New York City Housing Authority

At a Glance


Public Housing Authority

Project Types

Clean and Renewable Energy, Climate Justice/Energy Equity, Data Analysis




New York, NY


Patrick Varuzza helped the New York City Housing Authority with a study to assess pairing solar with battery storage systems for resilience or peak load shaving at NYCHA developments.


As part of its Sustainability Agenda, NYCHA is interested in implementing solar plus storage projects at its developments, both for financial (demand response) purposes as well as resilience in the face of grid outages due to climate change. Understanding where and how to proceed with these projects will help NYCHA protect its residents, limit the Authority’s dependence on electricity generated from fossil fuels, and make progress towards achieving its ambitious GHG reduction targets.


First, Patrick developed criteria to help determine which NYCHA developments have the highest need and greatest suitability for battery storage projects. Second, Patrick researched battery technologies allowable under current regulations in New York City and identified which technologies would best serve NYCHA’s various needs. Third, Patrick investigated the existing risks that NYCHA residents face without access to backup power and created a modelling tool that NYCHA can use to calculate critical loads and battery sizing at any development. Finally, Patrick reviewed potential funding models, demand response revenue opportunities, and NYCHA’s current electricity costs and utility rates to develop cashflow and NPV projections for solar plus storage projects.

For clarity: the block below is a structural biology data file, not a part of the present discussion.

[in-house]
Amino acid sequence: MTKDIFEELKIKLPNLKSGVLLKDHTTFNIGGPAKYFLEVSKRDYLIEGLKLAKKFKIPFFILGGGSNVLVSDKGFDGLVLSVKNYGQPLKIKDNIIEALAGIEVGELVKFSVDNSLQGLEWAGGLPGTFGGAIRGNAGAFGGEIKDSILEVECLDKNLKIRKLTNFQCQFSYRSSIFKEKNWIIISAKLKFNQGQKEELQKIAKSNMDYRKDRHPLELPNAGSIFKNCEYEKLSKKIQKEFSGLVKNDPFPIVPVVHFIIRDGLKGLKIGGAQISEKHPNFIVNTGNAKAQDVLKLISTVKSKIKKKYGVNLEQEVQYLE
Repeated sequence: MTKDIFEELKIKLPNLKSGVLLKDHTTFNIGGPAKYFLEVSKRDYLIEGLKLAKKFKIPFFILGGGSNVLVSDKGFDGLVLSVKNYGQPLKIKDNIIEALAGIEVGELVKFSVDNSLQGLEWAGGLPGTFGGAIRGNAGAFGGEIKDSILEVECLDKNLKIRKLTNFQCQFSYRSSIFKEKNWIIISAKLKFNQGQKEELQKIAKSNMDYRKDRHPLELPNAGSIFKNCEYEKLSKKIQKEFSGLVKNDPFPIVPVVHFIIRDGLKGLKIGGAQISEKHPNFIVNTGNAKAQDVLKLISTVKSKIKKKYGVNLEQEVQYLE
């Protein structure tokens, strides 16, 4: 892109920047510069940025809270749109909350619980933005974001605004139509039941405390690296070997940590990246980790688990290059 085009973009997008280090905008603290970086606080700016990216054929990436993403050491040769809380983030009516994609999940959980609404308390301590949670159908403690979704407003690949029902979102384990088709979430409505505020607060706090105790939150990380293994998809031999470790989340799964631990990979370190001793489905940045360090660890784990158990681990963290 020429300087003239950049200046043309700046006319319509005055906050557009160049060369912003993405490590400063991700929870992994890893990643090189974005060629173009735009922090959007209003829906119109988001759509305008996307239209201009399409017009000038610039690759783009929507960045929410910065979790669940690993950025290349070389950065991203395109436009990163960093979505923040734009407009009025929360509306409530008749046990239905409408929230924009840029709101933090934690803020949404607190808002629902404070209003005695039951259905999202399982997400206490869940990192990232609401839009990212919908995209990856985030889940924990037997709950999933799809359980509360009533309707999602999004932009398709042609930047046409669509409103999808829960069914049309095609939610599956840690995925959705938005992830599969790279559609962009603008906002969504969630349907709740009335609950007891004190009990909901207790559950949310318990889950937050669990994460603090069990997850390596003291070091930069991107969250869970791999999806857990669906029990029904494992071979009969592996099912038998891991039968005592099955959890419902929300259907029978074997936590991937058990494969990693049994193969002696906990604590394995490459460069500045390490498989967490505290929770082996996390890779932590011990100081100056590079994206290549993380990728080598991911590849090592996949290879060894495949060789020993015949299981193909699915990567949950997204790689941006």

Potential Impact

NYCHA will use the data and modeling tools compiled in this project to develop solar plus storage projects at their developments across the city. Where these projects are implemented, NYCHA developments would be supplied with backup power from energy generated by rooftop solar arrays and on-site battery storage in the event of a grid outage. This backup power can be used to power critical loads such as hallway lighting, and elevators, and “resilience hub” community centers. When not providing backup power, the solar plus storage system would be able to generate economic value for NYCHA through peak load reduction and demand management. 

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